When her daughter was five, Carina Chocano put Sleeping Beauty on the shelf and cracked open a new bedtime story: Alice in Wonderland. Chocano wanted to see how her daughter would receive the classic–one that she, herself, had not been drawn to as young girl. But the experiment didn’t last long: within minutes, her daughter insisted they return to Sleeping Beauty.
In her brilliant and insightful collection You Play the Girl: On Playboy Bunnies, Stepford Wives, Train Wrecks, & Other Mixed Messages, Chocano uses moments like these to illustrate the messages girls (and women) absorb about what it means to be a girl/woman/wife/mother. Chocano argues that Alice, as a curious, stubborn, and emotional girl presents a more nuanced and multi-dimensional option for how a woman should act. “Popular culture labors to reduce us to ideas every day,” Chocano writes. “As girls we grow up in a kind of inverted media Wonderland that works diligently to erase and replace us with uncanny fantasy versions of ourselves.”
Chocano, a film and TV critic at the Los Angeles Times, Entertainment Weekly, and Salon, explores these “fantasy versions” in her collection, offering a critical––and personal––take on everything from reality TV to Pretty Woman to Knocked Up.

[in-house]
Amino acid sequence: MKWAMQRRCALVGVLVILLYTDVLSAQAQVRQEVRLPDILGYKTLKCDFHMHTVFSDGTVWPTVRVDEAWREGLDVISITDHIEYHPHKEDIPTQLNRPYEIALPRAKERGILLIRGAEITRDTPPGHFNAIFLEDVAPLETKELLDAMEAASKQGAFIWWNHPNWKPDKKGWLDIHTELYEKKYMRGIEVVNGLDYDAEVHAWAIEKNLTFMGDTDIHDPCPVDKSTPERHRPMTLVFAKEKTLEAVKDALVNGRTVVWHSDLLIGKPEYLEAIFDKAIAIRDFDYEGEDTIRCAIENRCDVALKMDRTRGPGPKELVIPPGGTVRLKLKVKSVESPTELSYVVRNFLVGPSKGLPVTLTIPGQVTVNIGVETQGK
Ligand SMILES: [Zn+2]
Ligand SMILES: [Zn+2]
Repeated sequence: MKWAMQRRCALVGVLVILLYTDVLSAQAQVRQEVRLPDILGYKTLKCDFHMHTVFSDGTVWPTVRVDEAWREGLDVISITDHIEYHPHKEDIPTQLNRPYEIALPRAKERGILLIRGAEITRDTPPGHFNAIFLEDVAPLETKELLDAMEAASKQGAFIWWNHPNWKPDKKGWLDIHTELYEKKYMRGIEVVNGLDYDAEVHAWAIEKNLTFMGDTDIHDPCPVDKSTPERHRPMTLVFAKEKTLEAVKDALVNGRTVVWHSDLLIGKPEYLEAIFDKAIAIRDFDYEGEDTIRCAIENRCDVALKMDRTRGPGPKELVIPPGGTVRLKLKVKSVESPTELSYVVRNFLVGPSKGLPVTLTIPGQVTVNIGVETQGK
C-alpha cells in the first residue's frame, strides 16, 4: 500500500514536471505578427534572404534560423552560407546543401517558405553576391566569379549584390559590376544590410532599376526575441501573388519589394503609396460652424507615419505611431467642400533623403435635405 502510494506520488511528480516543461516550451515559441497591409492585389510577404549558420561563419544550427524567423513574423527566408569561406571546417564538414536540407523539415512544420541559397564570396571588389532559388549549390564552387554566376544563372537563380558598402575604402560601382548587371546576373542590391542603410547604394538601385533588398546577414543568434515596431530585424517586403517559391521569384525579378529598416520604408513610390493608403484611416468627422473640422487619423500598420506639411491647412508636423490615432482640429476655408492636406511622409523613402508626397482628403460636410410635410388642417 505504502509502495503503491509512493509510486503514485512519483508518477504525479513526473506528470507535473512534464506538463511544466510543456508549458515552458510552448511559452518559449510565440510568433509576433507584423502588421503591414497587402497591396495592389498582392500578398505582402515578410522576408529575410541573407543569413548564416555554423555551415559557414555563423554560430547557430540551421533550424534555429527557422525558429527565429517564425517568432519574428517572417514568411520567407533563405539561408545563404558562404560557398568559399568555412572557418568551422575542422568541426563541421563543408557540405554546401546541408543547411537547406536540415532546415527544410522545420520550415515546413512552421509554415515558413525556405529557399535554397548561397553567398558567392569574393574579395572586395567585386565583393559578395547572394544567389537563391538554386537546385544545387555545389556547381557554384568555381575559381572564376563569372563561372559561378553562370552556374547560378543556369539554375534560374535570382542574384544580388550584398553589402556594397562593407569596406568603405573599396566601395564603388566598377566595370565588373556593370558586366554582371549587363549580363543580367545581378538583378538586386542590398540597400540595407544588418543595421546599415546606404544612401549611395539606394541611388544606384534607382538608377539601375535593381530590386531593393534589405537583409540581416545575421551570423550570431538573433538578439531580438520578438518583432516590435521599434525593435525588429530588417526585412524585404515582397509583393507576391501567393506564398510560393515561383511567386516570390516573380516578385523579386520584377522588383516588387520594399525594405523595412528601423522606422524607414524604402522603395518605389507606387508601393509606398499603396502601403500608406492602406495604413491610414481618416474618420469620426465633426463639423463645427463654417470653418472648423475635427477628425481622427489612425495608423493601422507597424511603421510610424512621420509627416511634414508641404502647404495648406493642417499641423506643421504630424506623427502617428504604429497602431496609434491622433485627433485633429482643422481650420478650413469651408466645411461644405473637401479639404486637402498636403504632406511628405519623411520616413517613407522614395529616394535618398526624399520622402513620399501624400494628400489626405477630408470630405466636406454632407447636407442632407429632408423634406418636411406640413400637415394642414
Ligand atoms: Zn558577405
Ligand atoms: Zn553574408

You Play the Girl stands apart from others in the genre––like Alana Massey’s All the Lives I Want or Anne Helen Petersen’s Too Fat, Too Slutty, Too Loud––by dissecting pop culture through the lens of a mother watching her young girl try to make sense of the world. The result is a heartfelt look at the complicated messages women receive, and argues that gut feelings about these messages should be carefully examined. Chocano persuades the reader that the media we absorb around us does matter, and shapes how we feel about ourselves. And she deftly shows how books, TV, and film that have been labeled “empowering” for women––like Eat, Pray, Love––often have hidden agendas.
Here is our conversation, edited and condensed for clarity.
What did Playboy teach you about what it means to be a girl? What it means to be sexy?
It’s such a complex thing. I have very fond memories of my grandfather. He was very OCD and collected the issues annually and had them bound. It was like part of the furniture, proudly on display.
I had mixed feelings because I associated those Playboys with my grandfather. It felt fun and transgressive and all that, but I also remember feeling this horror, this dread, this uncanny feeling of, “Oh God, is that what I am gonna be?” What I’m expected to be? If I’m not that, is it worse?